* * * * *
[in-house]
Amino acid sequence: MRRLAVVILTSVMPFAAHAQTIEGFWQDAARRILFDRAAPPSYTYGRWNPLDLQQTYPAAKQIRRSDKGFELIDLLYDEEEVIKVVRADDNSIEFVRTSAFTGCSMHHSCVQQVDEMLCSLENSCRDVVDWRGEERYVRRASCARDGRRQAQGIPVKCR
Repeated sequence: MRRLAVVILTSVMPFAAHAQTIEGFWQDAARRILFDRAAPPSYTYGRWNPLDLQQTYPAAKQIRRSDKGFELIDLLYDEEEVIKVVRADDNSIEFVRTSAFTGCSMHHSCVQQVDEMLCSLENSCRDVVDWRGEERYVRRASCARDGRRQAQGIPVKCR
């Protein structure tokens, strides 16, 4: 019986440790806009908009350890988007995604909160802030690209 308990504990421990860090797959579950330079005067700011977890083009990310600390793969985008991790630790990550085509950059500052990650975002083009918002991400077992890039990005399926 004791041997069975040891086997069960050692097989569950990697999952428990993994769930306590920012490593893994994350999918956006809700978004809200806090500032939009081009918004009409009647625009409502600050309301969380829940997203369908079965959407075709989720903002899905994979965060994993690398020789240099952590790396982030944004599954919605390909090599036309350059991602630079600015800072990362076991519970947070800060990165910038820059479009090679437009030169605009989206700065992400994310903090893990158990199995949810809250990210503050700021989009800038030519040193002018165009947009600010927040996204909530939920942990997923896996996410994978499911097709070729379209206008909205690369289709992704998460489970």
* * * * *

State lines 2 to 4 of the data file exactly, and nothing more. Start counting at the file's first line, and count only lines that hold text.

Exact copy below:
Amino acid sequence: MRRLAVVILTSVMPFAAHAQTIEGFWQDAARRILFDRAAPPSYTYGRWNPLDLQQTYPAAKQIRRSDKGFELIDLLYDEEEVIKVVRADDNSIEFVRTSAFTGCSMHHSCVQQVDEMLCSLENSCRDVVDWRGEERYVRRASCARDGRRQAQGIPVKCR
Repeated sequence: MRRLAVVILTSVMPFAAHAQTIEGFWQDAARRILFDRAAPPSYTYGRWNPLDLQQTYPAAKQIRRSDKGFELIDLLYDEEEVIKVVRADDNSIEFVRTSAFTGCSMHHSCVQQVDEMLCSLENSCRDVVDWRGEERYVRRASCARDGRRQAQGIPVKCR
């Protein structure tokens, strides 16, 4: 019986440790806009908009350890988007995604909160802030690209 308990504990421990860090797959579950330079005067700011977890083009990310600390793969985008991790630790990550085509950059500052990650975002083009918002991400077992890039990005399926 004791041997069975040891086997069960050692097989569950990697999952428990993994769930306590920012490593893994994350999918956006809700978004809200806090500032939009081009918004009409009647625009409502600050309301969380829940997203369908079965959407075709989720903002899905994979965060994993690398020789240099952590790396982030944004599954919605390909090599036309350059991602630079600015800072990362076991519970947070800060990165910038820059479009090679437009030169605009989206700065992400994310903090893990158990199995949810809250990210503050700021989009800038030519040193002018165009947009600010927040996204909530939920942990997923896996996410994978499911097709070729379209206008909205690369289709992704998460489970």